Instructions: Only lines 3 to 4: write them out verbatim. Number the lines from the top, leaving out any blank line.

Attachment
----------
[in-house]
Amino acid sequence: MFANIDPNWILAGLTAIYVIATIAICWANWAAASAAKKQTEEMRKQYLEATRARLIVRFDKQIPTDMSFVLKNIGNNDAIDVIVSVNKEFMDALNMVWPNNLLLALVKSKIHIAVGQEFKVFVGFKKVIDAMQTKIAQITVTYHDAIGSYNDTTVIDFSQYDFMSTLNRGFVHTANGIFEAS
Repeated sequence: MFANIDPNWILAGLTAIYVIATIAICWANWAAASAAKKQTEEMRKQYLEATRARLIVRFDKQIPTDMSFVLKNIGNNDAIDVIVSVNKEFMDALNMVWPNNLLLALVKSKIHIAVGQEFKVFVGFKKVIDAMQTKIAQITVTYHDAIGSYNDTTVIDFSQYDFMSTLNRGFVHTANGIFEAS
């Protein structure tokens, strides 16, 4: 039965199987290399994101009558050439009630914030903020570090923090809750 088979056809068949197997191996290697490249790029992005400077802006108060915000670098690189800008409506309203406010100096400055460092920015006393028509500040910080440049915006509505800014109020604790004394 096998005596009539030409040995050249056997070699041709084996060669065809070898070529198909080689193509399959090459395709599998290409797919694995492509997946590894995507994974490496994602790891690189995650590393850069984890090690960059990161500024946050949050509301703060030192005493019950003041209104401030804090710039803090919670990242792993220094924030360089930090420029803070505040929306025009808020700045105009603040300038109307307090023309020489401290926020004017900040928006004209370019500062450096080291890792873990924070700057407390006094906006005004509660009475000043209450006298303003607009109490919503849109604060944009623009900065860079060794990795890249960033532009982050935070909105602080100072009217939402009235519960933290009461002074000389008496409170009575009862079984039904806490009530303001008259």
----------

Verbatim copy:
Repeated sequence: MFANIDPNWILAGLTAIYVIATIAICWANWAAASAAKKQTEEMRKQYLEATRARLIVRFDKQIPTDMSFVLKNIGNNDAIDVIVSVNKEFMDALNMVWPNNLLLALVKSKIHIAVGQEFKVFVGFKKVIDAMQTKIAQITVTYHDAIGSYNDTTVIDFSQYDFMSTLNRGFVHTANGIFEAS
């Protein structure tokens, strides 16, 4: 039965199987290399994101009558050439009630914030903020570090923090809750 088979056809068949197997191996290697490249790029992005400077802006108060915000670098690189800008409506309203406010100096400055460092920015006393028509500040910080440049915006509505800014109020604790004394 096998005596009539030409040995050249056997070699041709084996060669065809070898070529198909080689193509399959090459395709599998290409797919694995492509997946590894995507994974490496994602790891690189995650590393850069984890090690960059990161500024946050949050509301703060030192005493019950003041209104401030804090710039803090919670990242792993220094924030360089930090420029803070505040929306025009808020700045105009603040300038109307307090023309020489401290926020004017900040928006004209370019500062450096080291890792873990924070700057407390006094906006005004509660009475000043209450006298303003607009109490919503849109604060944009623009900065860079060794990795890249960033532009982050935070909105602080100072009217939402009235519960933290009461002074000389008496409170009575009862079984039904806490009530303001008259």